09:05pm Monday 13 July 2020

Exercise helps the body clock keep in time

Every form of life has a ‘body clock’ that allows synchronisation of various bodily functions, such as sleeping and eating, to the 24-hour light-dark cycle of the day.

In mammals, the clock, or suprachiasmatic nucleus (SCN), is located deep in the brain in the hypothalamus and is directly connected to the optic nerve. It regulates the circadian rhythms by expressing different proteins and hormones.

As organisms age, the circadian rhythms of the body clock often become less synchronised which can result in poor sleep patterns, weakened immune function and general cognitive decline.

Researchers at the University of Glasgow were able to see how important circadian rhythms are by ‘resetting’ the internal body clock of mice through advancing their light/dark cycle by eight hours.

They then observed how long it took for the mice’s body clocks to synchronise again. They found that young mice were able to quickly adapt to the new schedule whereas older mice struggled more.

However, when the older mice were given access to a running wheel, they showed stronger activity in the SCN and synchronised more quickly compared to those older mice without a wheel. The research is published in the journal Age.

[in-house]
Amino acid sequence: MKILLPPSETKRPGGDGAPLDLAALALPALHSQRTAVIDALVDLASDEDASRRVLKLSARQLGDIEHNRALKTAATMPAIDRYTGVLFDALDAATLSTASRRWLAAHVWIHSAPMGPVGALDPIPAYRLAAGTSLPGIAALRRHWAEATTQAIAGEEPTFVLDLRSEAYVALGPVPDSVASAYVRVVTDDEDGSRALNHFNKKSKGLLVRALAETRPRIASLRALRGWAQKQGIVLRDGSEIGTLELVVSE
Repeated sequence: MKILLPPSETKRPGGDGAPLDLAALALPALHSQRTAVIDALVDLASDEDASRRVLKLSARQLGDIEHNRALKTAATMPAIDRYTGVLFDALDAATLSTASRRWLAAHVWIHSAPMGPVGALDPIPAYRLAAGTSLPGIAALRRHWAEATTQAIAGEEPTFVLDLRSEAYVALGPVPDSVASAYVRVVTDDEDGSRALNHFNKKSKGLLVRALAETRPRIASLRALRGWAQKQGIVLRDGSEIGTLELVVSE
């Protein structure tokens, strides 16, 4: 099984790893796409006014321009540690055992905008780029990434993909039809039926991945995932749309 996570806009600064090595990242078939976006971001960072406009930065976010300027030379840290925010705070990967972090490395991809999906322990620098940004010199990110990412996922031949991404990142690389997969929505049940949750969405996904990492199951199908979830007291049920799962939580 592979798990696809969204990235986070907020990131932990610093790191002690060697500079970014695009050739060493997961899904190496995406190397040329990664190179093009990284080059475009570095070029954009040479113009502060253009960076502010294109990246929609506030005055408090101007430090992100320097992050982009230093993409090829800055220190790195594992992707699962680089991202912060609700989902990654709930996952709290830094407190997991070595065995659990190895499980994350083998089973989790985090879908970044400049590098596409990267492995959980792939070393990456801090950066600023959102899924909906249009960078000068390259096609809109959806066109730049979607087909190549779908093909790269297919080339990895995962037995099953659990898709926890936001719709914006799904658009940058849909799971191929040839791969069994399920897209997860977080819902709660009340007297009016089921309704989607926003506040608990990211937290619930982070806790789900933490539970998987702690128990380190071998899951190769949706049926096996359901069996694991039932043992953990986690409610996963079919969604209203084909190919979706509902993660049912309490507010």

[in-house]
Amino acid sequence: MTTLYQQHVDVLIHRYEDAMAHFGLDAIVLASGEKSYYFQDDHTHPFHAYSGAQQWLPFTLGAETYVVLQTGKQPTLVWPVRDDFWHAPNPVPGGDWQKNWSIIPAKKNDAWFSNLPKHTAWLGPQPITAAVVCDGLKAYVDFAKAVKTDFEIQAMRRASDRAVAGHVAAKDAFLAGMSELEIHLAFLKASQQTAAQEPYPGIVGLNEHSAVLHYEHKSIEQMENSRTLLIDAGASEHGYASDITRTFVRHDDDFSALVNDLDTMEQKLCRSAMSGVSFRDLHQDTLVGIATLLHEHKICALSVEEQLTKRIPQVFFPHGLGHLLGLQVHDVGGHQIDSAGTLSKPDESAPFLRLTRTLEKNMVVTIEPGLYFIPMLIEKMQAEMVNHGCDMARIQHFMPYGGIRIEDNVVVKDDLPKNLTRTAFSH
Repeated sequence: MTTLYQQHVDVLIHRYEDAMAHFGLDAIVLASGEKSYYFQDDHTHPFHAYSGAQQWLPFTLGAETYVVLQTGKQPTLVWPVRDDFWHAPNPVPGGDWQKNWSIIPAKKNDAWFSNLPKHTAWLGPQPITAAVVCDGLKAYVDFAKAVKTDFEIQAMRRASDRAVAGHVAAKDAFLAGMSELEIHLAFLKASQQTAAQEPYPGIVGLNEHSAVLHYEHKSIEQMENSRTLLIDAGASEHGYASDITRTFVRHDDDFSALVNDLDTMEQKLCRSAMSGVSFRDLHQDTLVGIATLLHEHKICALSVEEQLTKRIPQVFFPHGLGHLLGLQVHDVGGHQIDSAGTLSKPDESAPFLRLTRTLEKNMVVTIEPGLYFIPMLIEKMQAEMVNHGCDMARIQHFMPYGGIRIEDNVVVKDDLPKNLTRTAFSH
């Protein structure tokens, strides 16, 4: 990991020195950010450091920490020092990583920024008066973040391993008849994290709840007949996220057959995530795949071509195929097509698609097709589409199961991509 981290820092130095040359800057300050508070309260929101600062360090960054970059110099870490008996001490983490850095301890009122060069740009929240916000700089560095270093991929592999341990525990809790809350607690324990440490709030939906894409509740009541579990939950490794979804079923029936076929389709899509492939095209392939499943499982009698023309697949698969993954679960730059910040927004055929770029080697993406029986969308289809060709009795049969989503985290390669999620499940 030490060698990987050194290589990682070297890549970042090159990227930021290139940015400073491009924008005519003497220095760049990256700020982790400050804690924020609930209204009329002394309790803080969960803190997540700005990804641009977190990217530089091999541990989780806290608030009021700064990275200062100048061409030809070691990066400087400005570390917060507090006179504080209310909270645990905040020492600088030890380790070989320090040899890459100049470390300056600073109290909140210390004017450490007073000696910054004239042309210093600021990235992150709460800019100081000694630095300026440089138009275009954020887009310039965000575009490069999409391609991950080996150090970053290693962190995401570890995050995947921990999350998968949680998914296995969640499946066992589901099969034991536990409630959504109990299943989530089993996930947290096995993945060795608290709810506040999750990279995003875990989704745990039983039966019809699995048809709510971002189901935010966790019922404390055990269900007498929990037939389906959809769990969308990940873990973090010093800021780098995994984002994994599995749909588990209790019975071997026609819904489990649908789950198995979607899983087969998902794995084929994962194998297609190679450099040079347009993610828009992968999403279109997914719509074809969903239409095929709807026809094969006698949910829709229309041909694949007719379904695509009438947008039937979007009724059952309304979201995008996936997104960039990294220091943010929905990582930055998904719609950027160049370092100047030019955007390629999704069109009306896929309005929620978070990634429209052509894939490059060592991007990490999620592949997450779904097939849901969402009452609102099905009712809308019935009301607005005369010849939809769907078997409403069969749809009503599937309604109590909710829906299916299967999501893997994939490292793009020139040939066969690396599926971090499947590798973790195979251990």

Professor Stephany Biello of the Institute of Neuroscience & Psychology, said: “Ageing can impact the daily circadian rhythms leading to impaired sleep and activity cycles.

“Older adults show reduced amplitude of rhythms, manifested most obviously as disrupted sleep. In addition, ageing of the internal clock affects mood and memory.

“Rodents also show significant changes in circadian function with age making them a good model to study the mechanism of age-related changes.

“Synchronisation is key to a healthy immune function, metabolism and mood. Evidence suggests that animals that are more strongly synchronised live healthier and longer lives.

“Our study demonstrates that voluntary exercise has an impact on circadian rhythms and this has implications for the health of older people living with environmentally-induced circadian disruption. It is also indicates another health benefit to regular exercise.”

Further information

 

 


 

For more information contact Stuart Forsyth in the University of Glasgow Media Relations Office on 0141 330 4831 or email [email protected]

 

Notes to editors

 

A copy of the researcher paper ‘Voluntary exercise can strengthen the circadian system in aged mice’, Biello et al (DOI: 10.1007/s11357-012-9502-y) can be found here: http://link.springer.com/article/10.1007/s11357-012-9502-y


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